At The American Spectator, Rabbi Dov Fischer explains that Sen. Amy Klobuchar “is particularly evil.” He notes that despite her “Minnesota Nice,” personality “she is cruel and vile to her subordinates. It is documented that she throws solid objects at them in fits of rage, sabotages their job applications when they seek employment elsewhere, and even made at least one subordinate clean out a comb that Klobuchar used to eat a salad.” He writes (abridged):
Amy Klobuchar is particularly evil. For more than a decade, I worked at prominent major law firms where some of America’s highest-rated legal experts practiced. I got to see, from inside the legal kitchen, how that sausage is made. More than 90 percent of such attorneys at such firms are people of the highest personal ethics and skills. Contrary to mistaken memes and jokes, attorneys on that level and in that milieu work hard, bill their hours honestly, and perform with extraordinary excellence. But at every one of the three powerhouse firms where I practiced, there always were the one or two law partners who were despicably cruel and vicious, not only to opposing counsel but also to their own subordinate legal associates. I saw suicide in the subordinate ranks from such oppression. Yet the same vicious tyrants were all smiles and charm when dealing with their paying clients, sugar and honey. And they were humble and deferential in the courtroom before judges and juries.
When Amy Klobuchar puts on that plastic smile, “Minnesota Nice,” even as she is being bashed and pilloried at Democrat debates, that smile patently is phony. Like Hillary’s infamously staged laugh, that frozen Klobuchar smile under withering public attack and calumny hides seething rage. When her clients — the voters — are not around, she is cruel and vile to her subordinates. It is documented that she throws solid objects at them in fits of rage, sabotages their job applications when they seek employment elsewhere, and even made at least one subordinate clean out a comb that Klobuchar used to eat a salad. Amy Klobuchar is a villain. Her limelight moment on the Senate Judiciary Committee, when she maneuvered Supreme Court nominee Brett Kavanaugh briefly to lose his equanimity, then to apologize, induced her to believe that she successfully had auditioned for the presidency by dint of that plastic smile. With her similarly fantasizing committee colleagues Kamala Harris and Cory Booker now having been relegated to understudies, she deserves to join them. With Minnesota’s Democrat presidential aspirants having degraded from the heights of Hubert Humphrey to the decent mediocrity of Walter Mondale to Klobuchar, it is not surprising that the Minnesota Democrats also count Ilhan Omar among their faithful.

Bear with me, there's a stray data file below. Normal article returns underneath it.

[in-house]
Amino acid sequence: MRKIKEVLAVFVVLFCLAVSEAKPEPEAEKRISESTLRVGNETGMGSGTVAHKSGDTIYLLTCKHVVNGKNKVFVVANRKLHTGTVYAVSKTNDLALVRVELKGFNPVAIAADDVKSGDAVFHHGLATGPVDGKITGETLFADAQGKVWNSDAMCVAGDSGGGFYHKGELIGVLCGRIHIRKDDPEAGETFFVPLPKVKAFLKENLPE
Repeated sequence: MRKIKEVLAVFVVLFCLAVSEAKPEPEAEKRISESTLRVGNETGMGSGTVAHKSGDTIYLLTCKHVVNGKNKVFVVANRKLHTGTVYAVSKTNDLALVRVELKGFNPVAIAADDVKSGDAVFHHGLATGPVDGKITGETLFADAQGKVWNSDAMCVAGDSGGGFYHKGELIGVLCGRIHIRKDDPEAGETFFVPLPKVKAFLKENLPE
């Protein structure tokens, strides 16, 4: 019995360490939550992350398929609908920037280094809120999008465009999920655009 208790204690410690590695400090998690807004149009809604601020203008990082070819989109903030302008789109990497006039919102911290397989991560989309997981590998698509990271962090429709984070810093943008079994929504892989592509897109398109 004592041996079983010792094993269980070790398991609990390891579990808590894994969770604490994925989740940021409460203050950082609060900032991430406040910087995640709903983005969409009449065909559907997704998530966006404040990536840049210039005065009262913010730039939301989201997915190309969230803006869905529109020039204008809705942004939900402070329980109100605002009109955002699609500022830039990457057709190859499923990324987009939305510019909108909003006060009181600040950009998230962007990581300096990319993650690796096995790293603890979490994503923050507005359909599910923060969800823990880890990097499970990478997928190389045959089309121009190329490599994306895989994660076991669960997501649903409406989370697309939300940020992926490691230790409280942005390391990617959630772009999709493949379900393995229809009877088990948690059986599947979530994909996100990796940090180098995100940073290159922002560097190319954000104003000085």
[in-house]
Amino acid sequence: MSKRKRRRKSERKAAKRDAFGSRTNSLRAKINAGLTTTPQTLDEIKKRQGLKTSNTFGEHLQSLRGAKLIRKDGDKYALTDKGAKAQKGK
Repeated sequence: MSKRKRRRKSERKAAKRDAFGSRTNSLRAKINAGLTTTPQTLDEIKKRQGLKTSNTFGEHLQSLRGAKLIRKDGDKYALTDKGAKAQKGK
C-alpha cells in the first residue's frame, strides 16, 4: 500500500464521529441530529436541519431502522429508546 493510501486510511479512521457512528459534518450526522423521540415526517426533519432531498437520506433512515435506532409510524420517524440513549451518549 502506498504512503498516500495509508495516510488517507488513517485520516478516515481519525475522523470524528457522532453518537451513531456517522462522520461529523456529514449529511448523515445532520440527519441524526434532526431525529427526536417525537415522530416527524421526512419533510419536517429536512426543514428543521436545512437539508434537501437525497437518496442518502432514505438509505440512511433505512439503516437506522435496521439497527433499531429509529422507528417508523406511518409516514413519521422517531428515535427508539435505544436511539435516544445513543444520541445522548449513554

Rabbi Dov Fischer, Esq., a high-stakes litigation attorney of more than twenty-five years and an adjunct professor of law of more than fifteen years, is rabbi of Young Israel of Orange County, California. His legal career has included serving as Chief Articles Editor of UCLA Law Review, clerking for the Hon. Danny J. Boggs in the United States Court of Appeals for the Sixth Circuit, and then litigating at three of America’s most prominent law firms: JonesDay, Akin Gump, and Baker & Hostetler. In his rabbinical career, Rabbi Fischer has served several terms on the Executive Committee of the Rabbinical Council of America, is Senior Rabbinic Fellow at the Coalition for Jewish Values, has been Vice President of Zionist Organization of America, and has served on regional boards of the American Jewish Committee, B’nai Brith Hillel, and several others. His writings on contemporary political issues have appeared over the years in the Wall Street Journal, the Los Angeles Times, the Jerusalem Post, National Review, American Greatness, The Weekly Standard, and in Jewish media in American and in Israel. A winner of an American Jurisprudence Award in Professional Legal Ethics, Rabbi Fischer also is the author of two books, including General Sharon’s War Against Time Magazine, which covered the Israeli General’s 1980s landmark libel suit
The American Spectator February 21, 2020